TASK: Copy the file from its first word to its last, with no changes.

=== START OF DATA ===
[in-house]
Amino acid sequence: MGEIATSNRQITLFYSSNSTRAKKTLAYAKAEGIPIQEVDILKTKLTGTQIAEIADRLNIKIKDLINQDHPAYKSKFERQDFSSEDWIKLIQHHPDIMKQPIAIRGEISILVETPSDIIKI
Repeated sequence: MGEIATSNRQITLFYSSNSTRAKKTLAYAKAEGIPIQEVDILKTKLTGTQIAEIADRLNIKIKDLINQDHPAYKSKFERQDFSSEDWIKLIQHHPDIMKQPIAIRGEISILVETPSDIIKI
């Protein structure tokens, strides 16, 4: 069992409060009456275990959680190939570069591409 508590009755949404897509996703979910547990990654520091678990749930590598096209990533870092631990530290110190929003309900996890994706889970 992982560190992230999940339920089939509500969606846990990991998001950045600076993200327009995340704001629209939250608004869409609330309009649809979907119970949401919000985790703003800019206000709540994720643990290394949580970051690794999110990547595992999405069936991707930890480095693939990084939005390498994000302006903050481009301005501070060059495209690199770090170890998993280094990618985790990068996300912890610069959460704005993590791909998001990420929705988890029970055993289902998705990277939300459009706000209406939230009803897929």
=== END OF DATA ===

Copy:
[in-house]
Amino acid sequence: MGEIATSNRQITLFYSSNSTRAKKTLAYAKAEGIPIQEVDILKTKLTGTQIAEIADRLNIKIKDLINQDHPAYKSKFERQDFSSEDWIKLIQHHPDIMKQPIAIRGEISILVETPSDIIKI
Repeated sequence: MGEIATSNRQITLFYSSNSTRAKKTLAYAKAEGIPIQEVDILKTKLTGTQIAEIADRLNIKIKDLINQDHPAYKSKFERQDFSSEDWIKLIQHHPDIMKQPIAIRGEISILVETPSDIIKI
């Protein structure tokens, strides 16, 4: 069992409060009456275990959680190939570069591409 508590009755949404897509996703979910547990990654520091678990749930590598096209990533870092631990530290110190929003309900996890994706889970 992982560190992230999940339920089939509500969606846990990991998001950045600076993200327009995340704001629209939250608004869409609330309009649809979907119970949401919000985790703003800019206000709540994720643990290394949580970051690794999110990547595992999405069936991707930890480095693939990084939005390498994000302006903050481009301005501070060059495209690199770090170890998993280094990618985790990068996300912890610069959460704005993590791909998001990420929705988890029970055993289902998705990277939300459009706000209406939230009803897929």